In our last blog we explored what nutritional labels on packaged foods mean and why is it important to go through these labels. In this blog we will look at what do serving sizes mean and their importance in our diet. We will also look at some smart consumer tips for individuals with diabetes.

                                   – Dr. Pooja, Senior Nutritionist @eKincare.com

Serving sizes are standardized measurements provided in familiar units, such as cups or pieces, followed by the metric amount, e.g., the number of grams. These serving sizes may not be relevant in practical setting.

Rather than focus on serving size, one should check total calories per serving. Look at the serving size and how many servings you are really consuming. For e.g. If the serving size for popular cookies is 3 cookies (34g), we usually do not stop at 3, we consume more than one serving. If we double the servings, we double the calories and nutrients, including the Percent Daily Value (% DV to learn more about Percent Daily Value click here).  

Nutritional label
Nutritional label

If one serving of cookies provide 10% DV of saturated fat, then 2 servings will provide 20% of saturated fat leaving behind very little of our fat allowance for all of the other foods we eat that day.

Similarly, one serving for ice-creams is only ½ cup, but do we have only that much at one time?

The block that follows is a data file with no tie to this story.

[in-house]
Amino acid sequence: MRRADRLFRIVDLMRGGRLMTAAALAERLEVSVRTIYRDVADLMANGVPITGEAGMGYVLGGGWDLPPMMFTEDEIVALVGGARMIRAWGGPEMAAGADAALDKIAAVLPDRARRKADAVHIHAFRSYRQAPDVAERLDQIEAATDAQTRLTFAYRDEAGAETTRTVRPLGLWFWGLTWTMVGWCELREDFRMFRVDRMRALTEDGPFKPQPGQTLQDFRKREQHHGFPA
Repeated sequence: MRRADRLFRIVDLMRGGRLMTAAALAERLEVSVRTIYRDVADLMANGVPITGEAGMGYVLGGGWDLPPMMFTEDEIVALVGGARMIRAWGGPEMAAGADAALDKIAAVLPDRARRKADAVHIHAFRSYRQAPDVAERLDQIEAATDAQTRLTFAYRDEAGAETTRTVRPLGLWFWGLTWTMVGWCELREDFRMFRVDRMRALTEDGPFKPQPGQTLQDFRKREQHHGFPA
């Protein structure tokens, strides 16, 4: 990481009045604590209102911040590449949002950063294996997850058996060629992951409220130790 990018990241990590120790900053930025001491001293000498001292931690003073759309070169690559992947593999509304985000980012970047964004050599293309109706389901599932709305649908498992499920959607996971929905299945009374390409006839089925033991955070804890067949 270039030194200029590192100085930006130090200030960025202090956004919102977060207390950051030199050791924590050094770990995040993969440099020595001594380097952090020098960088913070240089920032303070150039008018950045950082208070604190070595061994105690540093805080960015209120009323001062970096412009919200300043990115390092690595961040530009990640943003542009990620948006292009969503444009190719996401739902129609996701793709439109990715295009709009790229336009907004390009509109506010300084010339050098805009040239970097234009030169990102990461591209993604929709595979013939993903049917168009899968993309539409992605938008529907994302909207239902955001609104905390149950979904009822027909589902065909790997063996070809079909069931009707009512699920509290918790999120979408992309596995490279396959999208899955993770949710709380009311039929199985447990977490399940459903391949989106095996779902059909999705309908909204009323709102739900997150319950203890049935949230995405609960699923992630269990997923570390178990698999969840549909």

Therefore one needs to keep in mind the calories per serving and calculate the percent daily value basis the number of servings. This goes a long way in planning your diet and helping you keep your weight in check.

SMART CONSUMER TIP – For people with DIABETES 

Dietary fiber: 100% DV for dietary fiber is achieved by consuming 25g/ day. Diet high in dietary fiber promotes healthy bowel function, helps in lowering weight and cholesterol levels thereby reducing the risk of heart disease. Look for products that provide 20% of more of the DV for fiber (at least 5g/ serving).

Obese people and those suffering from diabetes need to pay special attention to fiber content as higher amounts of fiber can delay absorption of food from the stomach and prevents you from feeling hungry faster. This means that one feels fuller for a longer time after consuming high fiber food and can avoid frequent snacking.

Did you know – Biscuits claiming to be High-fiber or mutli-grain rarely contain more than 2g of dietary fiber/ serving. In fact, they are laden with free sugars and saturated fat.  

So next time you pick up a packaged food, ensure you read the nutritional labels!

Assess, track and stay informed about your health

Written by drpoojachhawcharia

Dr Pooja Chhawcharia is the Senior Nutritionist at eKincare with over 7 years of experience in Nutrition education, diet counseling and research. She is a Registered Dietician with the Indian Dietetic Association and Certified Diabetes Educator recognized by the International Diabetes federation . She is also interested in ancillary sciences such as Yoga and Naturopathy.

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